Over the course of the past year, the NFT avatar landscape has witnessed a great number of projects reach their peak before falling into irrelevance.
The Avatar Room of the NFT
Tokenized versions of various characters, such as skeletons, apes, and lizards, were highly desirable commodities on blockchains such as Ethereum and Solana after the NFT technology became widely used in 2021. The growing interest in NFT avatars was initially fueled in part by the speculation surrounding CryptoPunks, which was Ethereum’s first major avatar collection. However, the growing interest in NFT avatars stepped up a gear after the launch of Bored Ape Yacht Club, which is now the most important avatar collection in the world. People quickly came to the realization that in order to be accepted into Web3 circles, they would need to “wear” their own NFT on Twitter. Suddenly, everybody was talking about “community” as new projects emerged that mostly replicated the functionality of the projects that came before them. After being minted for an amount comparable to around $200 in April 2021, the floor price of Bored Ape Yacht Club surpassed $430,000 the following year.
Yuga Labs, the company that created Bored Ape Yacht Club, hit a series of home runs with lucrative airdrops that enriched holders, major brand partnerships, celebrity endorsements, exclusive parties, and an ambitious Metaverse gaming project; however, the company’s success was an outlier in what became a space that was saturated. Demand for NFT avatars that borrowed from the CryptoPunks template skyrocketed during the height of the NFT euphoria in August 2021, which contributed to an increase in costs. But the excitement was short-lived, and once the market began to retrace its steps, many of them virtually vanished. This article provides a list of the five avatars in the NFT scene that have been the most disappointing to yet.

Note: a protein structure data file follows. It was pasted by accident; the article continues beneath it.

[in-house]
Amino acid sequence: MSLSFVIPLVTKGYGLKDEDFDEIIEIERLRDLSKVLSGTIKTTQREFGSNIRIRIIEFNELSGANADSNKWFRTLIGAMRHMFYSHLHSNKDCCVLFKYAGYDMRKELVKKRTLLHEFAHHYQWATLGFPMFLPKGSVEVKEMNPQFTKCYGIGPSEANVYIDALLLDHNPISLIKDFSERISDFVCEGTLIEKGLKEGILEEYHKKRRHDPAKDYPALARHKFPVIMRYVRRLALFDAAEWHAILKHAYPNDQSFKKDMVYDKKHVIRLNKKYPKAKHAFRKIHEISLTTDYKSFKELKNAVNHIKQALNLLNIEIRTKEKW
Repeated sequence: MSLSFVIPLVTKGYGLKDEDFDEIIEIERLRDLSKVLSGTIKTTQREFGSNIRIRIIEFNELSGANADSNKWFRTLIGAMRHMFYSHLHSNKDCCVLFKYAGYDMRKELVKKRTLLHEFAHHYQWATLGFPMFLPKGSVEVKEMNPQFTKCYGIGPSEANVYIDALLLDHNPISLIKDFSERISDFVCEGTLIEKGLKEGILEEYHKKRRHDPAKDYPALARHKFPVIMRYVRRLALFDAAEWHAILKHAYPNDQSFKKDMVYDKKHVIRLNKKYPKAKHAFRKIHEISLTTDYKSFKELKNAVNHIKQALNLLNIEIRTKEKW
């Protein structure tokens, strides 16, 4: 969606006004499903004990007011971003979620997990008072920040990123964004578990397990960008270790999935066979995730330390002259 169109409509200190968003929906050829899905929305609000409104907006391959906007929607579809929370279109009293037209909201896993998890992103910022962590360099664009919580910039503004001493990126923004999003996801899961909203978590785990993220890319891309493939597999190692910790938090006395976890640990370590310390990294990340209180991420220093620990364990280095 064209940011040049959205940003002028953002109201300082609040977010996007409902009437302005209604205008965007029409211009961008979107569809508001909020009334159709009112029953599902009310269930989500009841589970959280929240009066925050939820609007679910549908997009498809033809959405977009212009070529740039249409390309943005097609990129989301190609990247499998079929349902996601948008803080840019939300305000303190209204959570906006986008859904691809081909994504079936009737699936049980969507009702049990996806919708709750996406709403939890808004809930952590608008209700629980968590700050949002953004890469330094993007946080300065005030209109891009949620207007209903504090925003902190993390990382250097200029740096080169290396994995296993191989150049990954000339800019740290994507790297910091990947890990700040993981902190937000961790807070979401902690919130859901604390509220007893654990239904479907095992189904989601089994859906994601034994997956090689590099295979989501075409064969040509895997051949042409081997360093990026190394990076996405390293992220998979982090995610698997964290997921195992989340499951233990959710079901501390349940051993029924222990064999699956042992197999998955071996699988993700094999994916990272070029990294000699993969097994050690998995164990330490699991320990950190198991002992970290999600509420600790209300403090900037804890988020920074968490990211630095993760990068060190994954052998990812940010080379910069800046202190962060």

On paper, Meebits appeared to the most eager speculators in the NFT market to be a no-brainer investment opportunity. Meebits, the second avatar project from CryptoPunks’ developer Larva Labs, promised a collection of 20,000 distinct 3D voxel avatars that could be adopted as a digital identity for the purpose of exploring the Metaverse. Meebits was a voxel-based virtual world. When the debut was announced in May 2021, the entirety of the cryptocurrency community was talking about it since it was the successor to the most important Ethereum NFT collection that existed at the time. However, the exhilaration was replaced by ridicule in a short amount of time. Although Larva Labs received praise for its decision to distribute free copies of the new Meebits collection to holders of CryptoPunks, it was immediately obvious that the artwork quality of the collection was subpar in comparison to that of its older sister. Meebits went live in a Dutch auction with bidding opening at a hefty 2.5 ETH, which was over $8,000 at the time. This was despite the fact that the designs were hideous. It sold out in a matter of hours, netting Larva Labs over $80 million in revenue. Secondary trade skyrocketed as rarer items sold for astronomical prices, but the hype didn’t last long and eventually fizzled out. Even when the floor price surpassed 9 ETH during the NFT summer, it was abundantly evident that Larva Labs had no purpose for the collection other than to make eye-popping profits from it. A few months later, the design company was criticized for a string of errors, and it ultimately decided to sell the rights to Meebits to the Yuga Labs division of the Bored Ape Yacht Club. Holders were immediately granted intellectual property rights to their characters, although as evidenced by secondary trade, demand has declined significantly since it peaked. Although CryptoPunks continue to enjoy a high level of respect in the NFT area, it may be appropriate that Meebits has become irrelevant at this point. It is clear that Larva Labs did not care about the cryptocurrency sector, and the cryptocurrency space does not care about Meebits.